“AS I EXPLAIN MY NARRATIVE FURTHER TO PEOPLE, I AM LEARNING TO NOT SEE MY PAST AS AN INFLICTION, OR A STUMBLING BLOCK TO MY ‘FITTING IN’”

What challenges and learnings have you experienced in terms of living, and working abroad?

S: For someone who doesn’t like to travel or migrate very much, I’ve done a lot of it, which has taught me a lot about my habits, rituals and ideas surrounding the various identities I fit into in different social, professional and political contexts. The biggest challenge so far has been trying to grapple with my personal definition of “normal”. But I suppose any migrant will tell you about the struggles of not quite fitting in, or the feeling that you don’t belong anywhere. For me there are gaps in my story that people can never quite piece together properly. Now being in Switzerland, people say “Oh but you have such a British accent”, “But I thought you were Dutch? or was it Ghanaian?” “But wait where does this part fit in, or that part slot in?”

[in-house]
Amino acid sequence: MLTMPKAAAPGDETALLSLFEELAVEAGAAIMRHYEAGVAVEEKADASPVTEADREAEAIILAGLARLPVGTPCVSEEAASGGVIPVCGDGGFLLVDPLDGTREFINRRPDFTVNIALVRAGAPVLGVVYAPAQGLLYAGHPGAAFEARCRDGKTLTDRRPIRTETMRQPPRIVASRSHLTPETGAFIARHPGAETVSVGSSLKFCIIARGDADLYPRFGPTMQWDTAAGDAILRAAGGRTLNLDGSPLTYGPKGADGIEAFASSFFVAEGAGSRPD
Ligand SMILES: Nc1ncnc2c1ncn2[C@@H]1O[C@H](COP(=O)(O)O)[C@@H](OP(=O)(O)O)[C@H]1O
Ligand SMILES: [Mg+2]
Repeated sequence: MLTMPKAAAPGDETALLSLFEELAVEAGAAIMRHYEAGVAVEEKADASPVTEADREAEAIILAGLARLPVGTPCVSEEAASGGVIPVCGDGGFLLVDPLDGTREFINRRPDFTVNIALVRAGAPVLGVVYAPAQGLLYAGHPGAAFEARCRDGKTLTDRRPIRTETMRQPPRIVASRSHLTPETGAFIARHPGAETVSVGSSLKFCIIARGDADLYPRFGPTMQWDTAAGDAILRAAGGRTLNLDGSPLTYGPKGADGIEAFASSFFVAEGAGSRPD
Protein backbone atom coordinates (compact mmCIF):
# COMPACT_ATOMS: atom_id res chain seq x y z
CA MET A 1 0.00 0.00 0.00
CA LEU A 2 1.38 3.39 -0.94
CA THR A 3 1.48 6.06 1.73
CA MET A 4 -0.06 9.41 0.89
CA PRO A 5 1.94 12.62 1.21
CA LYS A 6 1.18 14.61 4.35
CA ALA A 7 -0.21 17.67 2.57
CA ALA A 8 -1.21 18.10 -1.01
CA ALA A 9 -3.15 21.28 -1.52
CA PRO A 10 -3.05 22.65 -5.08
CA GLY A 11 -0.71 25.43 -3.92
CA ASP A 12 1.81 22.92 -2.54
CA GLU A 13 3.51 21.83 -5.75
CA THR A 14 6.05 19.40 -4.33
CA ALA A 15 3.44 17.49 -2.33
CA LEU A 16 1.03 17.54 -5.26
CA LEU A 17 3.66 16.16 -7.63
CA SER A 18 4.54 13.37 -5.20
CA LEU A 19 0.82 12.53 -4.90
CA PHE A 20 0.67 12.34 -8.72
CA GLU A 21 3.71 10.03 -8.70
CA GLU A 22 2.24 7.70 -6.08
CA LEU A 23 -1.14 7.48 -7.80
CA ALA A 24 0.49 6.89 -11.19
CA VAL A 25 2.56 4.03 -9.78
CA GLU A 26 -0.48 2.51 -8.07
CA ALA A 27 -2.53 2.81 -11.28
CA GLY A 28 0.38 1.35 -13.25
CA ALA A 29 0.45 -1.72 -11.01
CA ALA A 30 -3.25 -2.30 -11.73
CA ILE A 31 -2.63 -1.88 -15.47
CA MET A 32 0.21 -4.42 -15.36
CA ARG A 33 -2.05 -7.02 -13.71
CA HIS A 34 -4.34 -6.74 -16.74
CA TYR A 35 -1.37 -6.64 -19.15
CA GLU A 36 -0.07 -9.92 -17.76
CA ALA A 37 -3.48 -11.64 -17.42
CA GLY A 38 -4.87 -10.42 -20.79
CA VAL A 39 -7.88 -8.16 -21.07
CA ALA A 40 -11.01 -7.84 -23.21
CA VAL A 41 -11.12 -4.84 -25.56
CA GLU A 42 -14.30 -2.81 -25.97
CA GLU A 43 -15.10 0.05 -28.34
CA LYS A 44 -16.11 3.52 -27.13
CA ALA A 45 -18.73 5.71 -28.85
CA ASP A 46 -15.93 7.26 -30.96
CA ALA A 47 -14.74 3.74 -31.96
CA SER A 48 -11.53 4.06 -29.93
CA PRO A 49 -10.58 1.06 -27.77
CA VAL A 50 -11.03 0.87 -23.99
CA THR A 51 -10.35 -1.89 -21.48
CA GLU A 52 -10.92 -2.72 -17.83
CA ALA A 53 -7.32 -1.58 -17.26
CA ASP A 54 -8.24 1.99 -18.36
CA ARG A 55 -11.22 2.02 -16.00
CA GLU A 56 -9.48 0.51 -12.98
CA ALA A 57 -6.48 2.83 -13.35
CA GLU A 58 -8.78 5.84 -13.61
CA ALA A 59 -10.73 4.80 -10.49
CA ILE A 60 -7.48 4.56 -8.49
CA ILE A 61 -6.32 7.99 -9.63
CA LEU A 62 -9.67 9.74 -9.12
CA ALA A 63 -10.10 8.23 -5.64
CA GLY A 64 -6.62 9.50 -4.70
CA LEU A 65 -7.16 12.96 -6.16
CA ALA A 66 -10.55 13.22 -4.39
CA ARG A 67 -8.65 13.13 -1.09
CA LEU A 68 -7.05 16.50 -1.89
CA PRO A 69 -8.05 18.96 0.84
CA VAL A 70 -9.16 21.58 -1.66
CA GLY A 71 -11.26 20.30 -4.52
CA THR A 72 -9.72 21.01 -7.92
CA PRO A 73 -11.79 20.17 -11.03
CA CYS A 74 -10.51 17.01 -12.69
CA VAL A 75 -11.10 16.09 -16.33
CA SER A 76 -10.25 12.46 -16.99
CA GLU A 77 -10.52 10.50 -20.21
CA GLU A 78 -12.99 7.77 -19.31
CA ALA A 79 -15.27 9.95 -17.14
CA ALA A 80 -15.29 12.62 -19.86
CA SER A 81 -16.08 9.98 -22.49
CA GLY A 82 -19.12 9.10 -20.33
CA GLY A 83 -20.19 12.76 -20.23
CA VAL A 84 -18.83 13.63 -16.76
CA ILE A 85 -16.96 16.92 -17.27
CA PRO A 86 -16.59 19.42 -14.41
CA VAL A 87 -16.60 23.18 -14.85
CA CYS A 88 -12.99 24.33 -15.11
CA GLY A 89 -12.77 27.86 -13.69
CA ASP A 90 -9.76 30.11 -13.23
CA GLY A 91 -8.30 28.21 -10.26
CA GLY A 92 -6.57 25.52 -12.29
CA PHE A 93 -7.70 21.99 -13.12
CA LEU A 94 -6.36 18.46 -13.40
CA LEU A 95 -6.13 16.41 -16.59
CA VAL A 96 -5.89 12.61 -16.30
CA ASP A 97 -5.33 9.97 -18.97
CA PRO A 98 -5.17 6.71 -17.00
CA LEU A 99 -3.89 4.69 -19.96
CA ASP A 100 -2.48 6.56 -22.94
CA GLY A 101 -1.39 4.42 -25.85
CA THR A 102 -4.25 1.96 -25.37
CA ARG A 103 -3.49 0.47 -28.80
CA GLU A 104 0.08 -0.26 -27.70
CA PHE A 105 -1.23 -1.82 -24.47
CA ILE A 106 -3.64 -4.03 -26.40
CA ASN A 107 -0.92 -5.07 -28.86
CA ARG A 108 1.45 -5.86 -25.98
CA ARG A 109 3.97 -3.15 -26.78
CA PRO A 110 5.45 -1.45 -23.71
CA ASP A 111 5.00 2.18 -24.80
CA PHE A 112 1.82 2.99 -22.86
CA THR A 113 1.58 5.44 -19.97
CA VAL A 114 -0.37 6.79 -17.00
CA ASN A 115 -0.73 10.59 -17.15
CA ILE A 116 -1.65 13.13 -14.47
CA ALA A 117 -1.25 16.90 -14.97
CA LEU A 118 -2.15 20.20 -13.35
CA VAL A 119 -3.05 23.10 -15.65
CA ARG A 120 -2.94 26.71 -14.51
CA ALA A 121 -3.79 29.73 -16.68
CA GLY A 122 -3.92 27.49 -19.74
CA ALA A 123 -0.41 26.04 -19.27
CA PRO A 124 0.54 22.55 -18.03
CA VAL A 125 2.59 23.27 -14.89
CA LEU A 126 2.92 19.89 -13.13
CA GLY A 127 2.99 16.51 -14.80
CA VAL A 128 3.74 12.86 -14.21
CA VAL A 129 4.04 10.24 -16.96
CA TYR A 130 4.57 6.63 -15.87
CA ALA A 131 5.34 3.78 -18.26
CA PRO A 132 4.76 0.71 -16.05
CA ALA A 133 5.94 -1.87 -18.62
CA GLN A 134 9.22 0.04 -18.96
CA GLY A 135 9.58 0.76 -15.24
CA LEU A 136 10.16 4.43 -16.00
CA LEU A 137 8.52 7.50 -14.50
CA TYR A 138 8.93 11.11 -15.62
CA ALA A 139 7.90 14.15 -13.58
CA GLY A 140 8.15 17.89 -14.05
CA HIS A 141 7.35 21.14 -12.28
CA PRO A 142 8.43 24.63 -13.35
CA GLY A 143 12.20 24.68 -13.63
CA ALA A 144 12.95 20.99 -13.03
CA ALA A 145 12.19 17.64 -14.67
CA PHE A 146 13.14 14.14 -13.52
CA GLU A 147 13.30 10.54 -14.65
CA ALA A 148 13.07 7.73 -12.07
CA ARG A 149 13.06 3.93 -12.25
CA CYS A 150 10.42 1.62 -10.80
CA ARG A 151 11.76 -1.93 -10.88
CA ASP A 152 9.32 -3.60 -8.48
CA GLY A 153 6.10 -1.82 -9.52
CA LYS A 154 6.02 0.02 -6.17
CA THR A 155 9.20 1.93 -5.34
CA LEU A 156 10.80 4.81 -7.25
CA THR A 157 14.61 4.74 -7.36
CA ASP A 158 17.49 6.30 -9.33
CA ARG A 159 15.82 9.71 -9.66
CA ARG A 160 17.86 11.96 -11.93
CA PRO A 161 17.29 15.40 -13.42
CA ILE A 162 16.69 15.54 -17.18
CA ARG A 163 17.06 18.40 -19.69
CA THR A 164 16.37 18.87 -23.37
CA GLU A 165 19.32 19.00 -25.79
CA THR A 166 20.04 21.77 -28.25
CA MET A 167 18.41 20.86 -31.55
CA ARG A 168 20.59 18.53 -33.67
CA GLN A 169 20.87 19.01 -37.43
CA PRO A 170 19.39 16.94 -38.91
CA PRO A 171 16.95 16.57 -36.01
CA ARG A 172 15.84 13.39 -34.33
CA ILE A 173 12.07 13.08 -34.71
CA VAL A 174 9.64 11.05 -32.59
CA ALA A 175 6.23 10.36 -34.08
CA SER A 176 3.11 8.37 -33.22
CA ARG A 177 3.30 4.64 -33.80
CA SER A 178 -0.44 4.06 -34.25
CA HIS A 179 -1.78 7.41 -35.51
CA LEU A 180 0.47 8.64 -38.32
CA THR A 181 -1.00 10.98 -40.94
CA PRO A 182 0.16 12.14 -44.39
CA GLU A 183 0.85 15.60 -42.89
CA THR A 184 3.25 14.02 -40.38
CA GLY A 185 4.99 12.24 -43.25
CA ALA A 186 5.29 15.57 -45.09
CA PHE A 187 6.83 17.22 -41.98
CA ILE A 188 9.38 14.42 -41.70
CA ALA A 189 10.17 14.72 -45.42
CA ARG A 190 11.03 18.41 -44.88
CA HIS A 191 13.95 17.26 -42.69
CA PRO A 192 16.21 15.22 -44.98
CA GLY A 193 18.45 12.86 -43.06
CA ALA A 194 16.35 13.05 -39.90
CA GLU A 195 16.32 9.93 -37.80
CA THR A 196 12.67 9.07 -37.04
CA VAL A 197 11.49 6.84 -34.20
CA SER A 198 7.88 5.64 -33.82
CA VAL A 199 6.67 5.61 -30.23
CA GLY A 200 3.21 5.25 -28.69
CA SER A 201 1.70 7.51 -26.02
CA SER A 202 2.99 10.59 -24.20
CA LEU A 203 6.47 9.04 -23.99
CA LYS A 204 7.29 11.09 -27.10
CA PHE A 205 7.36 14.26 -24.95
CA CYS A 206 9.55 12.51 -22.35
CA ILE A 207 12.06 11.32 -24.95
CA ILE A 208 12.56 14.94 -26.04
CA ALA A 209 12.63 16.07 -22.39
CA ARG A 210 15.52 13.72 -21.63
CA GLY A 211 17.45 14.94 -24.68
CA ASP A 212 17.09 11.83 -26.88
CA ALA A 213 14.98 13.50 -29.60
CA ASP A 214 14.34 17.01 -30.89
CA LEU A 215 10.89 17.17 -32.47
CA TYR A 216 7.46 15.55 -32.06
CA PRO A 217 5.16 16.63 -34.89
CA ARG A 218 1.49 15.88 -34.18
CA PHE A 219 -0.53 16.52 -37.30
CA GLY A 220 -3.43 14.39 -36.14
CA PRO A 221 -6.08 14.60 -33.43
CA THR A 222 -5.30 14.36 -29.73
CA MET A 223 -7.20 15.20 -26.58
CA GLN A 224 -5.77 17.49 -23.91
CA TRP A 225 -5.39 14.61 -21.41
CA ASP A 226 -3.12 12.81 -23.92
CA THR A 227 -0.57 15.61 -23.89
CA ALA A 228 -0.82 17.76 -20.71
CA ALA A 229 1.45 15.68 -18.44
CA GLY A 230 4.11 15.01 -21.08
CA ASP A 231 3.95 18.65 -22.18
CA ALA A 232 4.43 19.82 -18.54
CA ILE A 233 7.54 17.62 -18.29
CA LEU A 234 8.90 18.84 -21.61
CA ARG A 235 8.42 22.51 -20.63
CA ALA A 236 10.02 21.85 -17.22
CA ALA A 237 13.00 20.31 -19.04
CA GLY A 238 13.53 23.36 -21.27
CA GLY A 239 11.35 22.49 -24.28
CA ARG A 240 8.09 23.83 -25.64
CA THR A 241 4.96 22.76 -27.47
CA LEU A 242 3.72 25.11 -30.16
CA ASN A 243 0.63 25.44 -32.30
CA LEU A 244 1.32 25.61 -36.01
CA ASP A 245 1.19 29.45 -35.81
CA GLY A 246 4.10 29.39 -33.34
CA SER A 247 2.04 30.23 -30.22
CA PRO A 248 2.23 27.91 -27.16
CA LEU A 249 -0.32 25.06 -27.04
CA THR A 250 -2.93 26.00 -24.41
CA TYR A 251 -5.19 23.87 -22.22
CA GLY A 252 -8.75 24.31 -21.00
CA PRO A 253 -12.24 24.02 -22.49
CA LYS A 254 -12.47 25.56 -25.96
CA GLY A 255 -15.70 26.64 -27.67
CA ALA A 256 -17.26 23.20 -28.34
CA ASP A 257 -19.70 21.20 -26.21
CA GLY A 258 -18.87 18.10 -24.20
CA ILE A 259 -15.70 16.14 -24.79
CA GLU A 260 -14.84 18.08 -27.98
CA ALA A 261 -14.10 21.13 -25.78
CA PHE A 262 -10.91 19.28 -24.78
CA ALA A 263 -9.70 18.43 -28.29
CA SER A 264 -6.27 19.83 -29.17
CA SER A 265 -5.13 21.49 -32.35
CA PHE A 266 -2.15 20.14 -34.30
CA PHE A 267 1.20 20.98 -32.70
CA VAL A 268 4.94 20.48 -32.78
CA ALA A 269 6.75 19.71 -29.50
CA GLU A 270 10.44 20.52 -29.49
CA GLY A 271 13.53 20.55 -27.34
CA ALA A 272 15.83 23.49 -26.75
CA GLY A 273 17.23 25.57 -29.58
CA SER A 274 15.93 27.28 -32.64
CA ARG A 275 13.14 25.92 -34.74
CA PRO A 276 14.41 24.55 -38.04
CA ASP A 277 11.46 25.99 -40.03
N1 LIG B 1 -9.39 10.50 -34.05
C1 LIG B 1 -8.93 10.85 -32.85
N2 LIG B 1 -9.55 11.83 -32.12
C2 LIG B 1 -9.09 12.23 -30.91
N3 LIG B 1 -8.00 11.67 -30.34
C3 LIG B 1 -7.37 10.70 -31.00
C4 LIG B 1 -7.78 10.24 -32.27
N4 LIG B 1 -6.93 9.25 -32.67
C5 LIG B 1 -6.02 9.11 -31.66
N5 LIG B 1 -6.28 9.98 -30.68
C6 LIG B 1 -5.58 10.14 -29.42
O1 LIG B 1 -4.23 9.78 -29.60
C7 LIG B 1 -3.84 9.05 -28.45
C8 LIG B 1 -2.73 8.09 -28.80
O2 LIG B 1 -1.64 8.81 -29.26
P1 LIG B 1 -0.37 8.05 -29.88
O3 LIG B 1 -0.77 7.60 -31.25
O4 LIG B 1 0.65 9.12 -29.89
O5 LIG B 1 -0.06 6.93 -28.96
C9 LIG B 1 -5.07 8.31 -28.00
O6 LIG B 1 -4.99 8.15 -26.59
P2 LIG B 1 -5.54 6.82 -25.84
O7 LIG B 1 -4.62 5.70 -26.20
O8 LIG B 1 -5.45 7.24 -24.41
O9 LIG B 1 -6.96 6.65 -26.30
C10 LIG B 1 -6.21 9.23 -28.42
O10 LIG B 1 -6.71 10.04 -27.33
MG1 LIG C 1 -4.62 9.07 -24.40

As I explain my narrative further to people, I am learning to not see my past as an infliction, or a stumbling block to my “fitting in”, but rather see the many stories I hold within me, which is now influencing my design and publishing practice in a very special way.

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Home in Zürich, Switzerland © Sherida Kuffour

Breaking from the confining norms amplifies creativity; how does your experience abroad and the new culture influences you, and your practice?

S: Graphic Design, and the Design industry at large has long had a problem with its narrowed selection of those who are allowed to participate in it. In a sobering sense, having worked across so many countries has allowed me to see that this industry is very much the same everywhere. I used to have such a reverence for design, a specific kind of design; strict and modernist in nature.